Glencross not going anywhere
Hartley calls Flames forward an important building block
San Jose - First off, Curtis Glencross is beyond flattered to learn 25 National Hockey League clubs called the Calgary Flames about his services before the NHL trade deadline.
“Obviously, it’s an honour that teams are interested in me and want me,” Glencross said Friday afternoon before heading out into the California sunshine. “It’s pretty cool.
“I didn’t know. I had my no-move clause, and I was just hanging out and not really thinking of anything.”
Truth be told, Glencross wasted zero energy on a potential move, because the Flames assured him it wouldn’t happen. In fact, general manager Jay Feaster called Bob Hartley and asked his coach to tell Glencross that a media report claiming his availability was, simply put, garbage.
And, truth be told, Glencross, 30, wants it to stay that way. Calgary is home. Full stop.
Even though the Flames are full rebuilding mode, he intends fully on sticking around and seeing it through.
No matter how gruesome it might get along the way.
“It’s tough,” Glencross conceded. “I’m the kind of guy too that I wear my emotion on my face quite a bit. When I get frustrated, I’m not scared to yell once in a while on the bench or that kind of stuff.”
In other words, get accustomed seeing the Glencross scowl — especially on nights like Wednesday when the Flames fell 8-2 to their provincial rival (and his former employer), the Edmonton Oilers.
“With this transition stage, it’s almost like you’ve got to bite your tongue at times,” said Glencross, one of three alternate captains alongside Mark Giordano and Michael Cammalleri. “You’ve got to realize it’s a building step. We’re going to have a bunch of younger guys come in, and you’ve got to be a teacher for them.”
The teacher, in this case, is not a one for political correctness. But his raw skills, and open desire to remain a Calgarian, make him one of the precious few untouchables on a team in the process of being blown apart.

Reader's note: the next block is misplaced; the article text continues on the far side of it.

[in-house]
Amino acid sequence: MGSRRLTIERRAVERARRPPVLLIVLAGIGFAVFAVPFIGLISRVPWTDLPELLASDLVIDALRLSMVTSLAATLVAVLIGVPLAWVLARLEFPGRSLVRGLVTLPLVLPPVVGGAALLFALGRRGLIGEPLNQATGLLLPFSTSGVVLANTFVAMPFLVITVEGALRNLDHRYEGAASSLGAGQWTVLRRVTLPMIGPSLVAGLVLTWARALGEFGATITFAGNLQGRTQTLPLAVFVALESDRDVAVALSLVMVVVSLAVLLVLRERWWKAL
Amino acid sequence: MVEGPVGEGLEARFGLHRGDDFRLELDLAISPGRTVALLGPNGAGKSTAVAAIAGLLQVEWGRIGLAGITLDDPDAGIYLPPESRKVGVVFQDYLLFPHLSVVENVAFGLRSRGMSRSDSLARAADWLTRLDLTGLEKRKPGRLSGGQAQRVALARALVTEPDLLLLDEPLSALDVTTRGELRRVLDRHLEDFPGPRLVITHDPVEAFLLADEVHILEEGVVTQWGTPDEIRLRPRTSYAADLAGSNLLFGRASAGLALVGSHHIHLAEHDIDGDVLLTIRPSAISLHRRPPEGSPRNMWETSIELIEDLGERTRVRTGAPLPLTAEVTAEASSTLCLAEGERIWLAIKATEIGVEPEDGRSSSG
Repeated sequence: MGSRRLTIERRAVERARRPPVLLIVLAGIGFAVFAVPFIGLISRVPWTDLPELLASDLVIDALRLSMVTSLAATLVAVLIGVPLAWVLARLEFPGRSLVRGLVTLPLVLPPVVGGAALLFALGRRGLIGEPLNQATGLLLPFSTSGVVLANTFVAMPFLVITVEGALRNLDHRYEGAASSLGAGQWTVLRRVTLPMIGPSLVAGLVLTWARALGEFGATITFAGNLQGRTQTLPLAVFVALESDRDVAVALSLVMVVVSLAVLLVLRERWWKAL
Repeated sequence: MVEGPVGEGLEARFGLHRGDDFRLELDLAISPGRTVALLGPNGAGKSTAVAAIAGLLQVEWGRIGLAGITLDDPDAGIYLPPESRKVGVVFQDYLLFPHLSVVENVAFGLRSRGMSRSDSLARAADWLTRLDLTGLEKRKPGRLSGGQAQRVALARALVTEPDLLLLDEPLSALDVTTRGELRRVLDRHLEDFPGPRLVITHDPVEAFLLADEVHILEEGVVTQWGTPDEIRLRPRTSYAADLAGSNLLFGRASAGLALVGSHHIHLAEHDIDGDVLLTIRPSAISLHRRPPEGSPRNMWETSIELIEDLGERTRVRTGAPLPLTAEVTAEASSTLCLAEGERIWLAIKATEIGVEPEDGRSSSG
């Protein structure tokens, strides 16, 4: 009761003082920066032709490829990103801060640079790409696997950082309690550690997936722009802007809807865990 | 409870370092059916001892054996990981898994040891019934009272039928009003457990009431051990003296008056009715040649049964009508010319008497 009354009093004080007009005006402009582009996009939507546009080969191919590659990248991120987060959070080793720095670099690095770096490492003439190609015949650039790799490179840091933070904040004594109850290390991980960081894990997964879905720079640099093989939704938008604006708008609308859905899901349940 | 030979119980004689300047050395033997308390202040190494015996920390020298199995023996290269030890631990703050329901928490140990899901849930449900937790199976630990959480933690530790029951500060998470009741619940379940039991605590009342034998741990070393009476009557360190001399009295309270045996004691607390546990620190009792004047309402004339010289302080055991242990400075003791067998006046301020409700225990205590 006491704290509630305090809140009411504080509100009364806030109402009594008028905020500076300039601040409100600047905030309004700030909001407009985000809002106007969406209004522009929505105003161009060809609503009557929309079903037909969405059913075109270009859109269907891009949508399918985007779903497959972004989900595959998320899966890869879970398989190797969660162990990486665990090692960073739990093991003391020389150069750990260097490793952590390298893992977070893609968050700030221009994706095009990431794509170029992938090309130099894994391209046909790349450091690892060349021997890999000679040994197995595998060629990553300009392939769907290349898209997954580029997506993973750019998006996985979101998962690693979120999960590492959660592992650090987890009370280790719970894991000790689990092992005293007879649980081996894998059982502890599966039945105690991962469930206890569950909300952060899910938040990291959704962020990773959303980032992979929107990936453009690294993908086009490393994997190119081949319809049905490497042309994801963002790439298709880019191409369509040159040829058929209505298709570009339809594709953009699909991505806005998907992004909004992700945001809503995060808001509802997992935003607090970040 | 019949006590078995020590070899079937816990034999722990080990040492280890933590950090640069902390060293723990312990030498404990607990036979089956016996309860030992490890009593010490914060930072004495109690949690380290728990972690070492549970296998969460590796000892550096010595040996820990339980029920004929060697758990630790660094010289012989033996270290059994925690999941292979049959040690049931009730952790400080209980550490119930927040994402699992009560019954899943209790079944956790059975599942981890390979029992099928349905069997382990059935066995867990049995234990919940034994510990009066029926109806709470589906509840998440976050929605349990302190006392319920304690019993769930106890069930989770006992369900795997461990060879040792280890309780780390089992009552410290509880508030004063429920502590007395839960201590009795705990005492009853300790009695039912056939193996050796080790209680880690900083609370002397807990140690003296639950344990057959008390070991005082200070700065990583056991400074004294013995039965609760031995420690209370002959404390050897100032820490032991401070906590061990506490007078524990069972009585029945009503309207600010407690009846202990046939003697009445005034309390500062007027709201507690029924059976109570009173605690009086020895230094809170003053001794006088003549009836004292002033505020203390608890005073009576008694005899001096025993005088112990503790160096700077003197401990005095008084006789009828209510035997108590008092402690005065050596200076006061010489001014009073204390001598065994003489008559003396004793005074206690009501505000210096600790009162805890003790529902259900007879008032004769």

“We’ve got a couple of tough years ahead of us,” Glencross said. “We’re starting to turn the page, and working with the young guys.”
“It’s going to be a good task at hand.”
A good task? Try a monumental made even more difficult if the veterans are miserable over sinking some of the best years of their career into a team with pretty much zero chance of winning a Stanley Cup.
Glencross, for one, accepts the new reality.
“He’s certainly a very important building block for us,” Hartley said. “He’s a great competitor. Can play the power play. Can play the penalty kill. He’s a great skater. He’s probably our best skater up front.
“He’s a powerful guy.”
And perhaps even more crucially...
“He loves the community, Hartley said. “He loves to be a Flame, and that’s important. Where you want to be, who you want to be is very important when you’re trying to establish a solid foundation, a new foundation for a hockey club.
“You have to get those guys who will be committed to the success of this organization. And there’s no doubt in my mind that Curtis Glencross is a real Flame.”
Heading into action Friday night, Glencross had 14 goals and nine assists this season for 23 points in 33 games.
If this were a regular 82-game campaign, Glencross would be on pace for a career high of 35 goals.
With Jarome Iginla gone to Pittsburgh and the role of captain vacant, Hartley sees Glencross as one of the players filling the void.
“Sometimes when there’s a captain there, you as an assistant feel there are some boundaries that are set,” Hartley said. “You still want to be a leader but at the same time you have to be respectful of who is around you.
“Right now, that chair is wide open. I like what guys like Glennie, and Mark Giordano are doing. Matt Stajan is stepping up. We have many guys in the room who are stepping up.”
For Glencross, it’s about stepping up and staying put.
“I’m not a big city kind of guy,” said Glencross, who raises cattle just outside of Red Deer. “I like my grassroots. When I can play at home in front of friends and family all the time, I have fun with that.
“It’s one of them things where it’s an incentive. I’m an Alberta boy. I don’t want to disappoint. I want to turn this thing around.
“And I want to win.”
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